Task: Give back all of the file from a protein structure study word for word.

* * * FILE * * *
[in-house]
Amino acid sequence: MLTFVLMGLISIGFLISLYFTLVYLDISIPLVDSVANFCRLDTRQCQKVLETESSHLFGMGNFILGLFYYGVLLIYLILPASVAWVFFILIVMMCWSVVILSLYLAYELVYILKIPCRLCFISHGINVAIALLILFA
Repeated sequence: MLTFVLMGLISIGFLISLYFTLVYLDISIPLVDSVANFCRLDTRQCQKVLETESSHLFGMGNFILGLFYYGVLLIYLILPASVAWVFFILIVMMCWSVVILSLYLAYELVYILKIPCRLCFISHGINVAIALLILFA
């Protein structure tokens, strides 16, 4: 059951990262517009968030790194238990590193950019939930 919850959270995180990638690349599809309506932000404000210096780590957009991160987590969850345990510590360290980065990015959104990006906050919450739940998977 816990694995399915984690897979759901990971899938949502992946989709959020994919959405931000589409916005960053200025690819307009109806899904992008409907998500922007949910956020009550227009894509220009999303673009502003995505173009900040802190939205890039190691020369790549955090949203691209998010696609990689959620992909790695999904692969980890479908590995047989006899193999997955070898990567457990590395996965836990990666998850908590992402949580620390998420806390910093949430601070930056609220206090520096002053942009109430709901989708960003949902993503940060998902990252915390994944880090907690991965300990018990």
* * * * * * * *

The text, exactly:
[in-house]
Amino acid sequence: MLTFVLMGLISIGFLISLYFTLVYLDISIPLVDSVANFCRLDTRQCQKVLETESSHLFGMGNFILGLFYYGVLLIYLILPASVAWVFFILIVMMCWSVVILSLYLAYELVYILKIPCRLCFISHGINVAIALLILFA
Repeated sequence: MLTFVLMGLISIGFLISLYFTLVYLDISIPLVDSVANFCRLDTRQCQKVLETESSHLFGMGNFILGLFYYGVLLIYLILPASVAWVFFILIVMMCWSVVILSLYLAYELVYILKIPCRLCFISHGINVAIALLILFA
């Protein structure tokens, strides 16, 4: 059951990262517009968030790194238990590193950019939930 919850959270995180990638690349599809309506932000404000210096780590957009991160987590969850345990510590360290980065990015959104990006906050919450739940998977 816990694995399915984690897979759901990971899938949502992946989709959020994919959405931000589409916005960053200025690819307009109806899904992008409907998500922007949910956020009550227009894509220009999303673009502003995505173009900040802190939205890039190691020369790549955090949203691209998010696609990689959620992909790695999904692969980890479908590995047989006899193999997955070898990567457990590395996965836990990666998850908590992402949580620390998420806390910093949430601070930056609220206090520096002053942009109430709901989708960003949902993503940060998902990252915390994944880090907690991965300990018990």